During the 1914 provincial election campaign, a rally for a Conservative candidate ended abruptly when he was hit by a rotten egg thrown by a protester against Regulation 17. Two years later, mothers formed a chain around Ottawa’s École Guigues to stop police from evicting two teachers who refused to comply with the regulation. Pulling out their long hairpins for self-protection, they managed to keep the cops out. In 1917, Catholic French Canadian parishioners near Windsor revolted when the police tried to enforce the installation of a priest deemed an opponent of bilingual education. Nine were arrested and ten injured, including two women in their 70s. The next year, protesters in Montreal and Quebec City confronted police and the military in anti-conscription demonstrations. Four protesters were killed in Quebec City. These angry rallies showed that Quebec’s francophone population had no desire to fight and die in a war for British imperialism and its Canadian lapdogs.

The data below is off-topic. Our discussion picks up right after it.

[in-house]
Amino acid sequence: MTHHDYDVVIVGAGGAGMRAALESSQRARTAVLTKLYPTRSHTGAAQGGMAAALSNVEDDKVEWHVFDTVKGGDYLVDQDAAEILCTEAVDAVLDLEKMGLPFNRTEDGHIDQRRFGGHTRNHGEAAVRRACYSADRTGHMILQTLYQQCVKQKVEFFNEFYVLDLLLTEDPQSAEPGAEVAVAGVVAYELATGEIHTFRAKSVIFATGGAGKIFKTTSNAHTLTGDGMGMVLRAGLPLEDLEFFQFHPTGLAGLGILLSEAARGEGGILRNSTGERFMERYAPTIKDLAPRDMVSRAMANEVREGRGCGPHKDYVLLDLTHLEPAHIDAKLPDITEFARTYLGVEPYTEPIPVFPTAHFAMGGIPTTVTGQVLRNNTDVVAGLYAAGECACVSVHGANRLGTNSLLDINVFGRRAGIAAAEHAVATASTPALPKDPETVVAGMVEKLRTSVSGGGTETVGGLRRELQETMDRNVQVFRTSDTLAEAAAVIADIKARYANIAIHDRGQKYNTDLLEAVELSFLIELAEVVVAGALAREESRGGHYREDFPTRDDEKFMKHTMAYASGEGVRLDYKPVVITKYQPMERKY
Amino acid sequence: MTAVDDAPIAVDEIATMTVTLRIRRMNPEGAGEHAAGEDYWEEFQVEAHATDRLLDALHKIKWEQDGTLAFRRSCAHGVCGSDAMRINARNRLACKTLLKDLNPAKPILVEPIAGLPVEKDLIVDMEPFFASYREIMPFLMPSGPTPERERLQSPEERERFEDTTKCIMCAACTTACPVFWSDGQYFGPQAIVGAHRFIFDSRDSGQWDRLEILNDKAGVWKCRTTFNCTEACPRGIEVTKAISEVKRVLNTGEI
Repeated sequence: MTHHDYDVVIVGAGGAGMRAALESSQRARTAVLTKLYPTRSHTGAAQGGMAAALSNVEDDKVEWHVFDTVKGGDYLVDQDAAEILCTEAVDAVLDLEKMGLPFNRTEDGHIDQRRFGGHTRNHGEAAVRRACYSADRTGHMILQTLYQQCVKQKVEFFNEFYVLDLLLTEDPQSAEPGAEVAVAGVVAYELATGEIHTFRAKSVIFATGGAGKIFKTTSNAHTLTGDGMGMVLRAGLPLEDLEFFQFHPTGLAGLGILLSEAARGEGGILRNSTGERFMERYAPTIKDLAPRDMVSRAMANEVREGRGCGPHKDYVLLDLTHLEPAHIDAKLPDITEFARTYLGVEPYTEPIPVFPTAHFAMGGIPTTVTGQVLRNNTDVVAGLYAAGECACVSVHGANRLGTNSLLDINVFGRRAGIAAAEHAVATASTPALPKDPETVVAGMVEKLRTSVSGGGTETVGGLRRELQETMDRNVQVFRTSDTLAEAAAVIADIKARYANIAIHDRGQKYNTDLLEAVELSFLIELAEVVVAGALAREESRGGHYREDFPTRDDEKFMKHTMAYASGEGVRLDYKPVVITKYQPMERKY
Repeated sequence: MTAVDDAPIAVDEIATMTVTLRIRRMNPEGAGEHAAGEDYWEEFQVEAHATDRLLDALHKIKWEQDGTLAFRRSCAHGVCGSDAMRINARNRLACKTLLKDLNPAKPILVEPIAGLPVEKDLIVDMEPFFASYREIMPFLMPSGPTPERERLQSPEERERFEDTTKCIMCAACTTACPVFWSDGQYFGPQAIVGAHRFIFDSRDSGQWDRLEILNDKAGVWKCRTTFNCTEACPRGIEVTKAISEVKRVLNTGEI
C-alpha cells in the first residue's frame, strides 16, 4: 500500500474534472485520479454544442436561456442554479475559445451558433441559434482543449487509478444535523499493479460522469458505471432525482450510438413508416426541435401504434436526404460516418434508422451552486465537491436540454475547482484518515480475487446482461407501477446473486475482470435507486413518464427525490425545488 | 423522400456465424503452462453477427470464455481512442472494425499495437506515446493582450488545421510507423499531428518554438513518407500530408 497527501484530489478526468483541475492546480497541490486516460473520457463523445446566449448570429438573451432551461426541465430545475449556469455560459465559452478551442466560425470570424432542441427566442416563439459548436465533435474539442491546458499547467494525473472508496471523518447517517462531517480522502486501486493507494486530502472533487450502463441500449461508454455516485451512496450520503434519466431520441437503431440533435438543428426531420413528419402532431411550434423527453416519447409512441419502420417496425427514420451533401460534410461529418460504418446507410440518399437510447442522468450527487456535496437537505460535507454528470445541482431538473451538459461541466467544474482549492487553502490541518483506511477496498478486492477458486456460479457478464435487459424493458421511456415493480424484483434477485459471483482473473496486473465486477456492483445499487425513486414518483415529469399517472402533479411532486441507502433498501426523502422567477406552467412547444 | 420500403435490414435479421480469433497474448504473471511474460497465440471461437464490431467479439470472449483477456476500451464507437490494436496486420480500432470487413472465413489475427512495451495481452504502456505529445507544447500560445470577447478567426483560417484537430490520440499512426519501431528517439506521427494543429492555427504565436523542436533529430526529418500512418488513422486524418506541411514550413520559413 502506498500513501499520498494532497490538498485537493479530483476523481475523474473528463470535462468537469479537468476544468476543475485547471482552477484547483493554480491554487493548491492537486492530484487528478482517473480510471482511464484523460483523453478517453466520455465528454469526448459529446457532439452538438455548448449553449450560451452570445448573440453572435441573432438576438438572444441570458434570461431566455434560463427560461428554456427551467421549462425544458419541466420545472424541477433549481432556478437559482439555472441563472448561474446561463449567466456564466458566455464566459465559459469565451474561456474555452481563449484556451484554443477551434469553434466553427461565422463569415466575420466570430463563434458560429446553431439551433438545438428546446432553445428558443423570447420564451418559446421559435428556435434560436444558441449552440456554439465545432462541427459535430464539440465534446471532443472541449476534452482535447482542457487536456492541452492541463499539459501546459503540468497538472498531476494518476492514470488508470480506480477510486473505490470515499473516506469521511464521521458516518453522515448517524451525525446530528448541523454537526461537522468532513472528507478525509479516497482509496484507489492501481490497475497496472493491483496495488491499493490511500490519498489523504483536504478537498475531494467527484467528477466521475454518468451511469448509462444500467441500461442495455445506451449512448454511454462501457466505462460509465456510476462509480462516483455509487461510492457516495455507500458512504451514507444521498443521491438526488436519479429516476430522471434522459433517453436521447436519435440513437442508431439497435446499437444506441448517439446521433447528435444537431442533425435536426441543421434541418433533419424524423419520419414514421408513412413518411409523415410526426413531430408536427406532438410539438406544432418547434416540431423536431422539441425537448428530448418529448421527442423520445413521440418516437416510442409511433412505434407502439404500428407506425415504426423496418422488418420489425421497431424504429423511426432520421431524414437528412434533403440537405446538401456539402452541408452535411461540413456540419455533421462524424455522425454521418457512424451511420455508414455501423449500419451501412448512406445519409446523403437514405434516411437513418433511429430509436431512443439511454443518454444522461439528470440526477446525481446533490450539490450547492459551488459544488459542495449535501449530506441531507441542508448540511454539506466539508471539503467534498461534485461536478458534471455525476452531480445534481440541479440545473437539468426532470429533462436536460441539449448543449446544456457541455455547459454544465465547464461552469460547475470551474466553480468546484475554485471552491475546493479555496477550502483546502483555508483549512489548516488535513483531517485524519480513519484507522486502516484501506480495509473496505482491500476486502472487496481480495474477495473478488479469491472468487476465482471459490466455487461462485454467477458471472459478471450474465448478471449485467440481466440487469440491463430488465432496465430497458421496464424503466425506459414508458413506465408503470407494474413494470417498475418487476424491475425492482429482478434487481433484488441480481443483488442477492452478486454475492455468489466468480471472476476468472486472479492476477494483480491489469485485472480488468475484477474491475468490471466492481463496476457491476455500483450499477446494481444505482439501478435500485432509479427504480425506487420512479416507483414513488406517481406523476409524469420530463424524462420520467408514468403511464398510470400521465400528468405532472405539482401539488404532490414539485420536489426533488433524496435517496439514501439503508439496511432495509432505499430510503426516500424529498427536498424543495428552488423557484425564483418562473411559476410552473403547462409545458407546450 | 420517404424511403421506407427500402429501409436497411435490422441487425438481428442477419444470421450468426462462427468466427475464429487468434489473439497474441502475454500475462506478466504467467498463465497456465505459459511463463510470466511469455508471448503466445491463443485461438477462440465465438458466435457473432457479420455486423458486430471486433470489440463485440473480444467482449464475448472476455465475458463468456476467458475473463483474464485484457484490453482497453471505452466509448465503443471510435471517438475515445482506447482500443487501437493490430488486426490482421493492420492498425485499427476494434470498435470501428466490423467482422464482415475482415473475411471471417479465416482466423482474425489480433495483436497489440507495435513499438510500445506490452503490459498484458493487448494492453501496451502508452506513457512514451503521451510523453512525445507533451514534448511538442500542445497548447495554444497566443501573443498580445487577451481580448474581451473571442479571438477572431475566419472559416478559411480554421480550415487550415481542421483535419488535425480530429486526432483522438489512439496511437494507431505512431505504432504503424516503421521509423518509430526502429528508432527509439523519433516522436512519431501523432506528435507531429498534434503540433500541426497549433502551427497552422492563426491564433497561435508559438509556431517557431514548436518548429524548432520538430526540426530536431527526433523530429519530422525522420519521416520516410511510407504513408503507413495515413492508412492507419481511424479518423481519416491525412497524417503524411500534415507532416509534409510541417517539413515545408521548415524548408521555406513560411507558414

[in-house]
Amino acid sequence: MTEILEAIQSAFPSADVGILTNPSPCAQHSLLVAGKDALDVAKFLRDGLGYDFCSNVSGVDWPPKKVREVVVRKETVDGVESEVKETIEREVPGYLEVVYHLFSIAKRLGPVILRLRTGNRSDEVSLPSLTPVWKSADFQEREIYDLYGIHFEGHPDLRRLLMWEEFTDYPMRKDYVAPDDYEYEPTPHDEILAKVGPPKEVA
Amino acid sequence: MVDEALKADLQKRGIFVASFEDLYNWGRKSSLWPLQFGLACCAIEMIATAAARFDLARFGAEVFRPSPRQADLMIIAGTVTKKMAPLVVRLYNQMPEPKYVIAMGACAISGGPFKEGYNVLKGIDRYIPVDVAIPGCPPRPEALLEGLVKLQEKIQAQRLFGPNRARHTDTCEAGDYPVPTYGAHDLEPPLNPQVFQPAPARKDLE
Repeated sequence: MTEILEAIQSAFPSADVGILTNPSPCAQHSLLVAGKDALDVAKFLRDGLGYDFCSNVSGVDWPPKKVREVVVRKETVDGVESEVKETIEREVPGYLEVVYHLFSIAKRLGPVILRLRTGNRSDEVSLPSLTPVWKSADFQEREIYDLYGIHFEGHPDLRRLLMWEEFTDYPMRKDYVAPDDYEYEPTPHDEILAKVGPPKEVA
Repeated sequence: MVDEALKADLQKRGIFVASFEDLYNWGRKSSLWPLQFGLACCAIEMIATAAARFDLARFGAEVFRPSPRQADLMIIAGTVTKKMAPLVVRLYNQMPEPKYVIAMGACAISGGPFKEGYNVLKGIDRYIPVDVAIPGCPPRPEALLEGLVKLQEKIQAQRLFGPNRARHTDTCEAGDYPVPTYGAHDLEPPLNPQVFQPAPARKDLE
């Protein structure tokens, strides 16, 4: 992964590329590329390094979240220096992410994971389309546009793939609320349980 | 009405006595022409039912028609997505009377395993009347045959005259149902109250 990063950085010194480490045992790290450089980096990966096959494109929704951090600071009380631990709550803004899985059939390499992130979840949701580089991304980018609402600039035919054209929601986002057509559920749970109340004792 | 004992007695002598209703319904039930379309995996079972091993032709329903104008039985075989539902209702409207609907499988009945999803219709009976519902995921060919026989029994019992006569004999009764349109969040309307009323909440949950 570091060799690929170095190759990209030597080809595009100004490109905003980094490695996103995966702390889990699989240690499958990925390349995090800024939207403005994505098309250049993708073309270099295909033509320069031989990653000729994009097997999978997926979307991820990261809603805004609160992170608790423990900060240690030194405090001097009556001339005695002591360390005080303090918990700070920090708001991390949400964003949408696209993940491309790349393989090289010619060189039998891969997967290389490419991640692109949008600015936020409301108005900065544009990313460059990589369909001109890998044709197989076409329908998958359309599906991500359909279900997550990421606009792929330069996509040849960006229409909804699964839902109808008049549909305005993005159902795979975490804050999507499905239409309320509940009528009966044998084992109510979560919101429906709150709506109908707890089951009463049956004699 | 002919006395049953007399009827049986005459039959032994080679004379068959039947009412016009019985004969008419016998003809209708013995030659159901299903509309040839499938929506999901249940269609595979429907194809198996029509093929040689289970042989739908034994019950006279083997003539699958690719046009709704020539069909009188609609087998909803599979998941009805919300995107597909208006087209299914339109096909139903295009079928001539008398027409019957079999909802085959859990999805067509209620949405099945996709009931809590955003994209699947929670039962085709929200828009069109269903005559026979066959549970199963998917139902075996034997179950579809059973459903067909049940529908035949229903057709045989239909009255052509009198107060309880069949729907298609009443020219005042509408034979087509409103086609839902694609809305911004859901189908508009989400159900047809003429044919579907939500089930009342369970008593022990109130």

To complement police repression, government officials responded to the protests against Regulation 17 with patronizing contempt. Declaring that “French-speaking citizens…are noted for their obedience to duly constituted authority,” Premier Whitney added: “those who are exciting prejudices and misrepresenting the situation are counselling the minority to defy the whole authority of the Province of Ontario” (Globe, 9 October 1912).